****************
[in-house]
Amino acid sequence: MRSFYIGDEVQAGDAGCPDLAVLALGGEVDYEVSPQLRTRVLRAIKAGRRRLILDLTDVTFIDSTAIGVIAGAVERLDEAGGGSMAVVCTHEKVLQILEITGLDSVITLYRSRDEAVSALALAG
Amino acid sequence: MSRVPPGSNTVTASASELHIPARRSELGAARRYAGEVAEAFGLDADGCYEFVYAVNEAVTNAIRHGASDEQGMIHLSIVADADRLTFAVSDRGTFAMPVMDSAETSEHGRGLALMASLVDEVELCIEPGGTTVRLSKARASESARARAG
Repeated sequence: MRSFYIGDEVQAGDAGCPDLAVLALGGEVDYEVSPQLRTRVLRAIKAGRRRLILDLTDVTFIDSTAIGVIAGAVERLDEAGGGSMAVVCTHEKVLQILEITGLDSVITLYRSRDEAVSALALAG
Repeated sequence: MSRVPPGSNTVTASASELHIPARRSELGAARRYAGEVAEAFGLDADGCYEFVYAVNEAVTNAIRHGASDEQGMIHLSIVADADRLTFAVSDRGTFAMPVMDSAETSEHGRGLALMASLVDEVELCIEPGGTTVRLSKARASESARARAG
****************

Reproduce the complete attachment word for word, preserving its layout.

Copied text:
[in-house]
Amino acid sequence: MRSFYIGDEVQAGDAGCPDLAVLALGGEVDYEVSPQLRTRVLRAIKAGRRRLILDLTDVTFIDSTAIGVIAGAVERLDEAGGGSMAVVCTHEKVLQILEITGLDSVITLYRSRDEAVSALALAG
Amino acid sequence: MSRVPPGSNTVTASASELHIPARRSELGAARRYAGEVAEAFGLDADGCYEFVYAVNEAVTNAIRHGASDEQGMIHLSIVADADRLTFAVSDRGTFAMPVMDSAETSEHGRGLALMASLVDEVELCIEPGGTTVRLSKARASESARARAG
Repeated sequence: MRSFYIGDEVQAGDAGCPDLAVLALGGEVDYEVSPQLRTRVLRAIKAGRRRLILDLTDVTFIDSTAIGVIAGAVERLDEAGGGSMAVVCTHEKVLQILEITGLDSVITLYRSRDEAVSALALAG
Repeated sequence: MSRVPPGSNTVTASASELHIPARRSELGAARRYAGEVAEAFGLDADGCYEFVYAVNEAVTNAIRHGASDEQGMIHLSIVADADRLTFAVSDRGTFAMPVMDSAETSEHGRGLALMASLVDEVELCIEPGGTTVRLSKARASESARARAG